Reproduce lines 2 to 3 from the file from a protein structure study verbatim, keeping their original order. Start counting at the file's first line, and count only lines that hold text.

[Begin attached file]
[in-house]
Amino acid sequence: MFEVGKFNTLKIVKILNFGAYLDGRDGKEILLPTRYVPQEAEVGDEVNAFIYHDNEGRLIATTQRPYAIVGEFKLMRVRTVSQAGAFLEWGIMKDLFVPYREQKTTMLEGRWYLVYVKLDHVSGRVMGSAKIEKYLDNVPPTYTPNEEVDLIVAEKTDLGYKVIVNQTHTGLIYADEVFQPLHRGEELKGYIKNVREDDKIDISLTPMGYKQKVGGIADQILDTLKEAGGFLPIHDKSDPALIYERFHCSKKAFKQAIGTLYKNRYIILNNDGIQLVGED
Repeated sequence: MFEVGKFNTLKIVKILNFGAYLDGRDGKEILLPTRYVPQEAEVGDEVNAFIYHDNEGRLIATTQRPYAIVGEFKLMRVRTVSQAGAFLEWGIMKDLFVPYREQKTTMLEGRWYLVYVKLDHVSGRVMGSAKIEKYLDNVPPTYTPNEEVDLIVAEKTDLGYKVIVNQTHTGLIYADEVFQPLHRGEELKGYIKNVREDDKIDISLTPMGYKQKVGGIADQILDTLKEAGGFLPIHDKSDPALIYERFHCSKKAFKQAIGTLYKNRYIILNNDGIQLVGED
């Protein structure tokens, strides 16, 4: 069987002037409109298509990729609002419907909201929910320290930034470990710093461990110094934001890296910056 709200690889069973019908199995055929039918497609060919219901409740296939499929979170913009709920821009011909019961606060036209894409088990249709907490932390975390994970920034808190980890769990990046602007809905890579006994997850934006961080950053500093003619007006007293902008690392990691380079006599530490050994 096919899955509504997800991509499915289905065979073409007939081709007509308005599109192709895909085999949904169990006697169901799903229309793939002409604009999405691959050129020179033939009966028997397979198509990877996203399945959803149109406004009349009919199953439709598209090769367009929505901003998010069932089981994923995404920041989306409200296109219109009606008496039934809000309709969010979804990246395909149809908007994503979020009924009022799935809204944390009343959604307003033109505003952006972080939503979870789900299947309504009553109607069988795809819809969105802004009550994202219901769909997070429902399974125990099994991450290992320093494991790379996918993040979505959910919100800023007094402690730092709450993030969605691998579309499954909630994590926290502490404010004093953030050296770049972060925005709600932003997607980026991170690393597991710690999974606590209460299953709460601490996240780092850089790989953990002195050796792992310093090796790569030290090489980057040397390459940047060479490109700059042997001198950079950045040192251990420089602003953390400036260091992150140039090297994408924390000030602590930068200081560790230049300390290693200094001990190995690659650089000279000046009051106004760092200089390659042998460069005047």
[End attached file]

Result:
Amino acid sequence: MFEVGKFNTLKIVKILNFGAYLDGRDGKEILLPTRYVPQEAEVGDEVNAFIYHDNEGRLIATTQRPYAIVGEFKLMRVRTVSQAGAFLEWGIMKDLFVPYREQKTTMLEGRWYLVYVKLDHVSGRVMGSAKIEKYLDNVPPTYTPNEEVDLIVAEKTDLGYKVIVNQTHTGLIYADEVFQPLHRGEELKGYIKNVREDDKIDISLTPMGYKQKVGGIADQILDTLKEAGGFLPIHDKSDPALIYERFHCSKKAFKQAIGTLYKNRYIILNNDGIQLVGED
Repeated sequence: MFEVGKFNTLKIVKILNFGAYLDGRDGKEILLPTRYVPQEAEVGDEVNAFIYHDNEGRLIATTQRPYAIVGEFKLMRVRTVSQAGAFLEWGIMKDLFVPYREQKTTMLEGRWYLVYVKLDHVSGRVMGSAKIEKYLDNVPPTYTPNEEVDLIVAEKTDLGYKVIVNQTHTGLIYADEVFQPLHRGEELKGYIKNVREDDKIDISLTPMGYKQKVGGIADQILDTLKEAGGFLPIHDKSDPALIYERFHCSKKAFKQAIGTLYKNRYIILNNDGIQLVGED